Primary outcome levels of anxiety and depression. Secondary outcomes are independence, security, level of function, quality of health, needs of support in ADL and caregiver burden.
Data entered the Riks-stroke database is used for back-ground information of each patient as well as stroke type, location, length of stay etc. Data on support and training given after discharge as well as home modifications during the first year will be gathered.
Assessments (all translated into Swedish)
•Montreal Cognitive Assessment (MoCA) (
•The MoCA has been proposed as a screening tool that promises good sensitivity to deficits arising from stroke and vascular cognitive impairment The MoCA includes sections on visuospatial/executive, naming, attention, language, abstraction, delayed recall, and orientation. It is scored out of 30 (extra point for <13 years' education) and the recommended “normal” cut-off is ≥26.
•modified Rankin Scale (mRS) (
•The mRS is used to describe overall disability. The scale runs from 0–6, running from perfect health without symptoms to death.
•Fugl-Meyer sensory motor assessment (FMA) (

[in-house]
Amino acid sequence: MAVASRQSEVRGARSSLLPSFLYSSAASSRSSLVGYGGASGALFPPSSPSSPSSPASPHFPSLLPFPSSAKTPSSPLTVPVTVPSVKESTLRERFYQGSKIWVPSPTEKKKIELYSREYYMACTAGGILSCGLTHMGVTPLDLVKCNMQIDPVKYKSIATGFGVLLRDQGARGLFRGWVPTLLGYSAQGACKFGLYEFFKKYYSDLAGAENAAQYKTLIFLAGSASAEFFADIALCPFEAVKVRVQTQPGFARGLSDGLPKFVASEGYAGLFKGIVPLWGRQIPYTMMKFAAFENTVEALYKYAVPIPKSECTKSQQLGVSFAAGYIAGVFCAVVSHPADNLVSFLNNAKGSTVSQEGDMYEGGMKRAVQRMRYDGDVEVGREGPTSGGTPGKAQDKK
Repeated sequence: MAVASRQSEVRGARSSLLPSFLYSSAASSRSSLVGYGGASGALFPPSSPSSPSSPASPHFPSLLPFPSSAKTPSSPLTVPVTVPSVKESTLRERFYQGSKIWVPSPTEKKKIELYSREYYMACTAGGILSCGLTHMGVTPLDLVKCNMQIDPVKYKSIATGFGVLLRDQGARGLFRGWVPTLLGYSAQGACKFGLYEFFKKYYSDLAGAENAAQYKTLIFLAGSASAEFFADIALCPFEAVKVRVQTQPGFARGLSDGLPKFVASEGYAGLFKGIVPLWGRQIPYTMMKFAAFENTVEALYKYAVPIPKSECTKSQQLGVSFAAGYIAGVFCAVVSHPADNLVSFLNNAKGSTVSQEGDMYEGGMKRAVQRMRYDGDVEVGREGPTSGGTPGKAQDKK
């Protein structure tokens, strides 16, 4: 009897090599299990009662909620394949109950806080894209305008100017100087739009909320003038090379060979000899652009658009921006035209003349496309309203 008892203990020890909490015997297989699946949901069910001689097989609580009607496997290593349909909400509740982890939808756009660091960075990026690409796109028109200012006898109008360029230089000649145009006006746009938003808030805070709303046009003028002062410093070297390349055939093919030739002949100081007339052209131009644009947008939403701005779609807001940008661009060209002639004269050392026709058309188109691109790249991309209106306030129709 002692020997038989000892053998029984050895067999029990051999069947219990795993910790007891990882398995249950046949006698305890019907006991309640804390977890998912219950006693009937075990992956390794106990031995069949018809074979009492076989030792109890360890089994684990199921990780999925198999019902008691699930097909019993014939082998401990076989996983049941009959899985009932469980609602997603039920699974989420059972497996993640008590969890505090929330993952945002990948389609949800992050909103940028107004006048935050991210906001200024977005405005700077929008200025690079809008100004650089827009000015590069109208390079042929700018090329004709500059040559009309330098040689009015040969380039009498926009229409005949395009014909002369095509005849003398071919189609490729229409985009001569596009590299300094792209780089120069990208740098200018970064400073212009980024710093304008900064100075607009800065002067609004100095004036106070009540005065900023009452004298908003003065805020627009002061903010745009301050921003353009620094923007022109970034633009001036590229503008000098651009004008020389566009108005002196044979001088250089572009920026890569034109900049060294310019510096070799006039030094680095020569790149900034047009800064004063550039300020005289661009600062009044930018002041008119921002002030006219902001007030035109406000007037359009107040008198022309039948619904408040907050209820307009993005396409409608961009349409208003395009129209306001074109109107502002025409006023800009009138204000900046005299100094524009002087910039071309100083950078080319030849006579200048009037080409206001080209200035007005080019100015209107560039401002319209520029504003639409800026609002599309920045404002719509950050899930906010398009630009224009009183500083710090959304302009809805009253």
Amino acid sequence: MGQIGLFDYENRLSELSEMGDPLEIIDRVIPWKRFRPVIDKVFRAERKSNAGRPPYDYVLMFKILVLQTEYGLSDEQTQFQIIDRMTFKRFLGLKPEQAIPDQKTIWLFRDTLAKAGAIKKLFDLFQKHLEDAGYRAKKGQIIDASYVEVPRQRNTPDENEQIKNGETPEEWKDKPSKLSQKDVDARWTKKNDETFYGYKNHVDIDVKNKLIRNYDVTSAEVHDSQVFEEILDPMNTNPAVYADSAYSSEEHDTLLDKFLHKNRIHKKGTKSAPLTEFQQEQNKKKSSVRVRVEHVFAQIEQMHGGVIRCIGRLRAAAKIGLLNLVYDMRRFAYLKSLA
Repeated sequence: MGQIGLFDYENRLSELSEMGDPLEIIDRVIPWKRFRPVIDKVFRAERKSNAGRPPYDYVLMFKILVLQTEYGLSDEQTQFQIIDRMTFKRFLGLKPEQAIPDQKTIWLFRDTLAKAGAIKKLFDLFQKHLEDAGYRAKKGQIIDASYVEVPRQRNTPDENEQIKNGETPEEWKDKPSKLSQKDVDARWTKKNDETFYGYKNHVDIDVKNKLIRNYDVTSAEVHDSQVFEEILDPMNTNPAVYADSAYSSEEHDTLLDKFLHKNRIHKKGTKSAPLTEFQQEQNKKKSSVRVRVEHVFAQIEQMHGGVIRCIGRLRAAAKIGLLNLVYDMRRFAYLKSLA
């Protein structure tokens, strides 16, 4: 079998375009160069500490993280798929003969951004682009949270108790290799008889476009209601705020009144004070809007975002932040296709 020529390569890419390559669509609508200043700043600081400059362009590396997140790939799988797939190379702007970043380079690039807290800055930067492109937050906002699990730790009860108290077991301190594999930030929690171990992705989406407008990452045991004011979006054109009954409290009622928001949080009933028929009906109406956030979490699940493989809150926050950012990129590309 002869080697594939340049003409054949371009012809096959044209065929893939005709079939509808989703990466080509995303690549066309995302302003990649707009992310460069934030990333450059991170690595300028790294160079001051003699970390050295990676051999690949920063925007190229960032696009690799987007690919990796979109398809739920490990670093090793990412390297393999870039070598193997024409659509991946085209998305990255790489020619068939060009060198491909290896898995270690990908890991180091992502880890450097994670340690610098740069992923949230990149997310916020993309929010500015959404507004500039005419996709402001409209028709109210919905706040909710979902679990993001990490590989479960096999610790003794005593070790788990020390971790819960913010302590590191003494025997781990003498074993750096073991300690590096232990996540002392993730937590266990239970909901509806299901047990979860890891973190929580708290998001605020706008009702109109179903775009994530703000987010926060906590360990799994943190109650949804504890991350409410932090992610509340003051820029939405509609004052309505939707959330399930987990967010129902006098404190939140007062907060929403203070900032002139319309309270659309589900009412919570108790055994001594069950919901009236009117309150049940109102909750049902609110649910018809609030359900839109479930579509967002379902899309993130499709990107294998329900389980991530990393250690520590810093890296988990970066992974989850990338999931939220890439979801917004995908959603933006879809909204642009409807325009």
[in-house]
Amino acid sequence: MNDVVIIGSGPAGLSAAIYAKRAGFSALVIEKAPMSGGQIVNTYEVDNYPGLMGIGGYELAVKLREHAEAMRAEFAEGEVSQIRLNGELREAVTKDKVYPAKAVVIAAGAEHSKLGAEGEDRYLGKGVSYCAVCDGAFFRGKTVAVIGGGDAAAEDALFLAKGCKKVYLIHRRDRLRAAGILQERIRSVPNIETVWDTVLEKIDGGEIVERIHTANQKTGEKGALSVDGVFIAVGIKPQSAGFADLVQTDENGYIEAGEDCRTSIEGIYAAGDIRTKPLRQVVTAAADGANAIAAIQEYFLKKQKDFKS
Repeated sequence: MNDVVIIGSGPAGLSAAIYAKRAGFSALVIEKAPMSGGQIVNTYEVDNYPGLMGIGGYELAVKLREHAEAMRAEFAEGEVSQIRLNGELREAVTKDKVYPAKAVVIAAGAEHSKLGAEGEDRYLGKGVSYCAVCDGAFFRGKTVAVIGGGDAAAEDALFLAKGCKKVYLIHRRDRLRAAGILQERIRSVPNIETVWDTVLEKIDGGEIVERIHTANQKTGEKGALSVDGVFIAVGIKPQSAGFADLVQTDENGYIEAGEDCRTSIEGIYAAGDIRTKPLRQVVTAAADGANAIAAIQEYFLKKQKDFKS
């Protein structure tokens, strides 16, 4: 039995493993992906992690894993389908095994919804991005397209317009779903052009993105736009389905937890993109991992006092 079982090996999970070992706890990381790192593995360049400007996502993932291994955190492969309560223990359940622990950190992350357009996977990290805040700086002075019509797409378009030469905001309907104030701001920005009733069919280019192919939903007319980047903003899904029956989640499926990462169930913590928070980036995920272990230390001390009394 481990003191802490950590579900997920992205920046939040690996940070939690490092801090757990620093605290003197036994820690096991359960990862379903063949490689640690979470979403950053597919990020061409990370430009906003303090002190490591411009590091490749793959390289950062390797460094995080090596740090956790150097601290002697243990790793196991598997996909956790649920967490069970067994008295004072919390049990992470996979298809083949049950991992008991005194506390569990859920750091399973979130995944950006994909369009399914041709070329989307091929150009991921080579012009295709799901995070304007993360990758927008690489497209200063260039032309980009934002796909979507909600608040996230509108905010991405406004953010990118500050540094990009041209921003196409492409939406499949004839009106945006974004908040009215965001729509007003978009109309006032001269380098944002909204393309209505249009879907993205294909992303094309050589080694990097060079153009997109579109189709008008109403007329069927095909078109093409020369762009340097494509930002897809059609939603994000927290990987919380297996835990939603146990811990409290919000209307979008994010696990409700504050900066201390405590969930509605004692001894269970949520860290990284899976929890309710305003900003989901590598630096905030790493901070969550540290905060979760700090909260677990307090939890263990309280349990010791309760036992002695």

•Fugl-Meyer Assessment, Upper (maximum score of 66 corresponds to normal motor function) and Lower extremity (maximum score of 34). The non-motor domains of FMA sensation, passive range of motion and pain during passive joint motions will be completed as well.
•Figure of 8 for the hand
•To assess hand volume on both hands using an ordinary tape measure (cm).
•Time up and go (TUG) (
•The TUG is testing basic mobility. The time (s) required for an individual to stand up from a standardized chair, walk a distance of three meters, turn, walk back to the chair and sit down again. A shorter time indicates better performance. The has been shown to be reliable and valid in this group of patients
•Berg Balance Scale (BBS) (
•The BBS assesses functional balance. Performance in this test is scored from 0 (cannot perform) to 4 (normal performance) on 14 different tasks, including ability to sit, stand, reach, lean over, turn around and step. The maximum score on the BBS is 56. A higher score indicates better balance skills